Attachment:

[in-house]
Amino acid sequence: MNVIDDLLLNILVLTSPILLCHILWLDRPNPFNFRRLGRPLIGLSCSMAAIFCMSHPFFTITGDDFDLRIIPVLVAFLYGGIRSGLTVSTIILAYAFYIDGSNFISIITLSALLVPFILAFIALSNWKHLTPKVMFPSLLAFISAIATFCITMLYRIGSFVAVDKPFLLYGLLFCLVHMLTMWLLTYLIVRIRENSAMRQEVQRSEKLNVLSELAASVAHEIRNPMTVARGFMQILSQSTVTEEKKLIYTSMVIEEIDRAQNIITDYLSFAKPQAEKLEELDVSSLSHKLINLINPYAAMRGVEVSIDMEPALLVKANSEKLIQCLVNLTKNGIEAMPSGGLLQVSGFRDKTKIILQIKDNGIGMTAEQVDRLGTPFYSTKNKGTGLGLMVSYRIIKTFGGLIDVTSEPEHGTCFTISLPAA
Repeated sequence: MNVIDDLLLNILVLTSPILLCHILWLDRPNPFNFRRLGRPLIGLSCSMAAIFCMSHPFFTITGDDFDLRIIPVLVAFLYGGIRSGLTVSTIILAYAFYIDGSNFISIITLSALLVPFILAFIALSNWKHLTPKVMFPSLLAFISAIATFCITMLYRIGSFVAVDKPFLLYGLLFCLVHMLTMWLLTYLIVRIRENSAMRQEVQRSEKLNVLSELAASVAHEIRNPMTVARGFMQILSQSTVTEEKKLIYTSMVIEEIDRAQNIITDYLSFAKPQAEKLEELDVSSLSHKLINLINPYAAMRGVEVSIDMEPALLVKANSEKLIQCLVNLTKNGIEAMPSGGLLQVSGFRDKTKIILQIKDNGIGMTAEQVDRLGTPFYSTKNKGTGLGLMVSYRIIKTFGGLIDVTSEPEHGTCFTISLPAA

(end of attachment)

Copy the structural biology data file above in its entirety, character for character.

[in-house]
Amino acid sequence: MNVIDDLLLNILVLTSPILLCHILWLDRPNPFNFRRLGRPLIGLSCSMAAIFCMSHPFFTITGDDFDLRIIPVLVAFLYGGIRSGLTVSTIILAYAFYIDGSNFISIITLSALLVPFILAFIALSNWKHLTPKVMFPSLLAFISAIATFCITMLYRIGSFVAVDKPFLLYGLLFCLVHMLTMWLLTYLIVRIRENSAMRQEVQRSEKLNVLSELAASVAHEIRNPMTVARGFMQILSQSTVTEEKKLIYTSMVIEEIDRAQNIITDYLSFAKPQAEKLEELDVSSLSHKLINLINPYAAMRGVEVSIDMEPALLVKANSEKLIQCLVNLTKNGIEAMPSGGLLQVSGFRDKTKIILQIKDNGIGMTAEQVDRLGTPFYSTKNKGTGLGLMVSYRIIKTFGGLIDVTSEPEHGTCFTISLPAA
Repeated sequence: MNVIDDLLLNILVLTSPILLCHILWLDRPNPFNFRRLGRPLIGLSCSMAAIFCMSHPFFTITGDDFDLRIIPVLVAFLYGGIRSGLTVSTIILAYAFYIDGSNFISIITLSALLVPFILAFIALSNWKHLTPKVMFPSLLAFISAIATFCITMLYRIGSFVAVDKPFLLYGLLFCLVHMLTMWLLTYLIVRIRENSAMRQEVQRSEKLNVLSELAASVAHEIRNPMTVARGFMQILSQSTVTEEKKLIYTSMVIEEIDRAQNIITDYLSFAKPQAEKLEELDVSSLSHKLINLINPYAAMRGVEVSIDMEPALLVKANSEKLIQCLVNLTKNGIEAMPSGGLLQVSGFRDKTKIILQIKDNGIGMTAEQVDRLGTPFYSTKNKGTGLGLMVSYRIIKTFGGLIDVTSEPEHGTCFTISLPAA